How to Cut Your Arrows
Correct Arrow Length - Correct Arrow Length is measured from the bottom of the nock groove to the end of the shaft. This distance includes a portion of the nock, the nock insert or outsert if any, and the shaft length. The point is not included. This is the length used for shaft selection. The optimum length of a finished arrow for a specific archer is determined by several factors including the draw length of the archer, the style of point, the configuration of the bow, and the archer’s shooting style. To determine your correct arrow length, use the procedures that follow.
Measuring Correct Arrow Length - Your Recommended Correct Arrow Length can be determined by drawing back an extra-long arrow and having someone mark the arrow. This distance is measured from the front of the bow (for shooting off the shelf) or from the front of the place where the arrow contacts the most forward position of the arrow rest. Which method to use depends on the type of bow and arrow being set up. From this you can measure your arrow length and know where the shaft should be cut.
Recommended Correct Arrow Length - X10, A/C/E, A/C/C, HyperSpeed, Aluminum, and Carbon Shafts with Internal Components - It is recommended that the Correct Arrow Length be determined by drawing back an extra-long arrow and having someone mark the arrow about 1" in front of the place where the arrow contacts the most forward position of the arrow rest. This extra 1" provides a measure of safety by allowing small variances in draw length to occur without resulting in a target arrow falling behind the arrow rest. This measurement is your Correct Arrow Length and is where your shaft should be cut.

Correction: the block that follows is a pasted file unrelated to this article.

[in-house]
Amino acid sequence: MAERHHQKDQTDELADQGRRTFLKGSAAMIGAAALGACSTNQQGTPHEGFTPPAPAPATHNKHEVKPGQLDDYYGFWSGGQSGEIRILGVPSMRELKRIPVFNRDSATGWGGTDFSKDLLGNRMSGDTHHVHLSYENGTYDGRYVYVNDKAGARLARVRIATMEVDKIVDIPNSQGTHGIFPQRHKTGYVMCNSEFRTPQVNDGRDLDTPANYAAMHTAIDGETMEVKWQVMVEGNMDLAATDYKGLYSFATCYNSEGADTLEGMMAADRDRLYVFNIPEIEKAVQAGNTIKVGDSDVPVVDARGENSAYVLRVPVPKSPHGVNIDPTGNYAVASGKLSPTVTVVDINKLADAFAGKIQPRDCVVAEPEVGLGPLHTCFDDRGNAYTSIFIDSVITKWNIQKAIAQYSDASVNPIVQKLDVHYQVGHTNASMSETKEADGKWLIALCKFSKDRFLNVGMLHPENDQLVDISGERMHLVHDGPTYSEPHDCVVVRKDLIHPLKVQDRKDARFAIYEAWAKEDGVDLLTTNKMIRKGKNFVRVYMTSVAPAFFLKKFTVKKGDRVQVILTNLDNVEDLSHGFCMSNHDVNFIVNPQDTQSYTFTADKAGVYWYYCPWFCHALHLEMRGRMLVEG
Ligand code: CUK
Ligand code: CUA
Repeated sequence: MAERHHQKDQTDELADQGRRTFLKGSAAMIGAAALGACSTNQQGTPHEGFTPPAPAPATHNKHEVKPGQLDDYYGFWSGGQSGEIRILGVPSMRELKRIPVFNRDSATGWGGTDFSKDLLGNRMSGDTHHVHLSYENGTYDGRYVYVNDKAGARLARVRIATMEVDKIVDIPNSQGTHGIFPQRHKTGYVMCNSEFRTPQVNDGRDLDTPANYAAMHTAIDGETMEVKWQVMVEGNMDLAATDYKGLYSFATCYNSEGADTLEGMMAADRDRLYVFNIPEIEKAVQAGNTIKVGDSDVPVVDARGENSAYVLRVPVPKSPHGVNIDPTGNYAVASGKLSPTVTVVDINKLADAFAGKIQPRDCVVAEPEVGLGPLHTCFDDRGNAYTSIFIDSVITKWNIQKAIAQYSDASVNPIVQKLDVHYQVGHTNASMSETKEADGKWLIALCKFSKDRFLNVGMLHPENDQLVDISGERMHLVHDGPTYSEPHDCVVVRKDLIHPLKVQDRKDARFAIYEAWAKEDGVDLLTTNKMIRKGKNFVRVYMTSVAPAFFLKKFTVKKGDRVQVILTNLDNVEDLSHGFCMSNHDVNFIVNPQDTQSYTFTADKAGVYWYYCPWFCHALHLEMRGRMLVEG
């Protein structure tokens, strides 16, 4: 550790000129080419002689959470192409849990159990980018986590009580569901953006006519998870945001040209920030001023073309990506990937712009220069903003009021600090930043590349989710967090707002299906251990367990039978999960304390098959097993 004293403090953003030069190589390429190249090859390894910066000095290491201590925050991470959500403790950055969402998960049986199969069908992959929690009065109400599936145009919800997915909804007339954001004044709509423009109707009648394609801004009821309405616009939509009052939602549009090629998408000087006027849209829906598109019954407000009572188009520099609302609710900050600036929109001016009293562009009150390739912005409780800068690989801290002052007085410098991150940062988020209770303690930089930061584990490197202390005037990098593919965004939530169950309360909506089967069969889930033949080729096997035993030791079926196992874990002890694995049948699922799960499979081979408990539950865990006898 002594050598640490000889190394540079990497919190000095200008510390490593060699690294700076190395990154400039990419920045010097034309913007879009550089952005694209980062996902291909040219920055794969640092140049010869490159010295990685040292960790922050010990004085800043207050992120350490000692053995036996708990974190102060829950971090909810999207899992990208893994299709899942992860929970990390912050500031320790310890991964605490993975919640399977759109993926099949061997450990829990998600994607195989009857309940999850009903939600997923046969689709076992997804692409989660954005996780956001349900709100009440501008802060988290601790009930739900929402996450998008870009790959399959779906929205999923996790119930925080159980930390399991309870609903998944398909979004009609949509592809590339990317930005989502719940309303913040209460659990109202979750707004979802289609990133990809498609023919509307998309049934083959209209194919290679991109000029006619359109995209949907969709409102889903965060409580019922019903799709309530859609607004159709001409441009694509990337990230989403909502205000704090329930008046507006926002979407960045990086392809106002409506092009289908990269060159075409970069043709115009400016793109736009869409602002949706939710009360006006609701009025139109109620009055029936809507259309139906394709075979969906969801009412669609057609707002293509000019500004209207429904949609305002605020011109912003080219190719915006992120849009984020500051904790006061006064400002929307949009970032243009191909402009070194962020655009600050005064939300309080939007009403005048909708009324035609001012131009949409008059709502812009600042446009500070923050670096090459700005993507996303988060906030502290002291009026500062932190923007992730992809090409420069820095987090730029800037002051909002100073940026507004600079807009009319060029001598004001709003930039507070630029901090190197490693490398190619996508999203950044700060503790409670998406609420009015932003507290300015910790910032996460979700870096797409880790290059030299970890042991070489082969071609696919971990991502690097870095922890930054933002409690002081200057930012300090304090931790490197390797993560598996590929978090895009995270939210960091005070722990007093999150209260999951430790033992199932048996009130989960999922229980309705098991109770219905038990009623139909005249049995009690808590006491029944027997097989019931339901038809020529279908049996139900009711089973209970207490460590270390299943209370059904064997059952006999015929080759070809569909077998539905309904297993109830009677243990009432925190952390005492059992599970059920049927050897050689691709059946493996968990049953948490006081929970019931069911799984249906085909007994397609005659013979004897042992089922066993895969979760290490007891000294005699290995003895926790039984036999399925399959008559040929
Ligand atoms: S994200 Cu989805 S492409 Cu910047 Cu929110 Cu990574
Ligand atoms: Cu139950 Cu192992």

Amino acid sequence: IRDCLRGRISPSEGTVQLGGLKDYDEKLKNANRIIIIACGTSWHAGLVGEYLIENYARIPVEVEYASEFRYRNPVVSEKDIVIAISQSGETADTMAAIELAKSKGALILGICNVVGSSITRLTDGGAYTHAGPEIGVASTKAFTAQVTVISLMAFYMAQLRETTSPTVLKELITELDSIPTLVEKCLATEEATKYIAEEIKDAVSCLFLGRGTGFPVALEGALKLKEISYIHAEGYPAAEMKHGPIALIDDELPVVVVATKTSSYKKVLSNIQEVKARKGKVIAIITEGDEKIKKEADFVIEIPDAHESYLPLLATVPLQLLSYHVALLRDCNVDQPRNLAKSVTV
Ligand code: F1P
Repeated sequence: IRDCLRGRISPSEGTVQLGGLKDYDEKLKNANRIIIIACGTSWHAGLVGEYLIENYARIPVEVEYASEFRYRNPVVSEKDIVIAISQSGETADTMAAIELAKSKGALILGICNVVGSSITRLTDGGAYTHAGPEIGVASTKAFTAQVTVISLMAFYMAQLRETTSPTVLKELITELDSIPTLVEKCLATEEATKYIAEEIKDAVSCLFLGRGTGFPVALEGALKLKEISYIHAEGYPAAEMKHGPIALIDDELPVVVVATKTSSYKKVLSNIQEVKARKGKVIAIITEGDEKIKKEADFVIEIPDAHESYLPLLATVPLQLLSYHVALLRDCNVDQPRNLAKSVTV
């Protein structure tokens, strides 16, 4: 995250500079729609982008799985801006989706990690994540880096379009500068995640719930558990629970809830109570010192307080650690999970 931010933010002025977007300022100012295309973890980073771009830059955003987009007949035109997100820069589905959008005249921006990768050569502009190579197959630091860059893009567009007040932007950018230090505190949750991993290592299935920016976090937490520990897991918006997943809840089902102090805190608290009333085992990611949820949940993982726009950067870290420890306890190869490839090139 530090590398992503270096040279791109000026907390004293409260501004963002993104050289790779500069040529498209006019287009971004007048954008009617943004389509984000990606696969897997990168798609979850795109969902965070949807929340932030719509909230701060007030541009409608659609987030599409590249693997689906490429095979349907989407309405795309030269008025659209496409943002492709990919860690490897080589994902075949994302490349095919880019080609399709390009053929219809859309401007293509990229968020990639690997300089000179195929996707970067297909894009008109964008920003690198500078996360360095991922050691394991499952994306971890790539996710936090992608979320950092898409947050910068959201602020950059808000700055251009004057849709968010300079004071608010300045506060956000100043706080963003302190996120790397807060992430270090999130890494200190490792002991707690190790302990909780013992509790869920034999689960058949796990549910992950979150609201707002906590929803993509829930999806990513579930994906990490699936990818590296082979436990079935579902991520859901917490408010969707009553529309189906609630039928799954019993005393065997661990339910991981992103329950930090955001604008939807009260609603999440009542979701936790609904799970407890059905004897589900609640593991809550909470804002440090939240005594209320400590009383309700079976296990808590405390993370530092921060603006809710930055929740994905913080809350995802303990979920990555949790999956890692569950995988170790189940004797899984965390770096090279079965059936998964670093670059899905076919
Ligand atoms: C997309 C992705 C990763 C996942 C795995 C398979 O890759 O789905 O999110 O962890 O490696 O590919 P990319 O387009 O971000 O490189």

NOTE: Beginners with recurve bows may want to add an extra 1⁄2"-1" to their arrow length so that, as they become stronger and their shooting technique improves, the arrow will not be too short.
Determining Shaft Cut length - Remember that your Correct Arrow Length is measured to the bottom of the nock groove and includes the small distance that the nock base extends beyond the nock taper. Therefore, your shaft cut length is slightly shorter than your Correct Arrow Length.
Cutting Shafts to Length - After determining Correct Arrow Length follow the steps below. Note: Carbon shafts of all types must be cut carefully to prevent splintering of the carbon (graphite) fibers. Never use rotary tube cutters, hack saws or other methods that can damage the shaft or leave a rough cut. Always wear safety glasses when cutting arrow shafts.
- Set up the Arrow Cutting Tool to cut the shaft so that after the nock system is installed, the total length of the shaft plus nock system will equal your desired Correct Arrow Length. To do this you will have to temporarily install the nock system on one full length shaft and then use that shaft to measure and set up the proper cutoff length.
- Set the shaft support on the Cut-Off Tool so the abrasive wheel only cuts about 1⁄3 through the diameter of the shaft.
- While slowly rotating the shaft in the same direction as the cutoff wheel, gently push the shaft into the wheel and rotate the shaft until it is completely cut. Continue to slowly rotate the shaft two more revolutions to ensure a square cut.
- Deburring and chamfering is the final step. What needs to be done varies with the type of shaft.
- ALUMINUM — Deburr only the inside of the wall just enough to eliminate the sharp edge of the tube.
- CARBON (Internal Point) — Do not deburr or chamfer.
- HYRBRID (A/C/E, A/C/C and HyperSpeed) — Deburr the inner aluminum core tube very lightly. Be careful not to remove too much aluminum.
- CARBON (External Point) — These components fit over the outside of the shaft, so chamfering must be done on the outside edges of the shaft. Lightly chamfer the end of the shaft with 180- or 240-grit sandpaper. Rotate the shaft as you lightly drag the edge of the shaft along the sandpaper. Three complete revolutions will produce a sufficient chamfer.
- Easton recommends that you test-draw one arrow with all components installed (without adhesive) before cutting and finishing a complete set of arrows.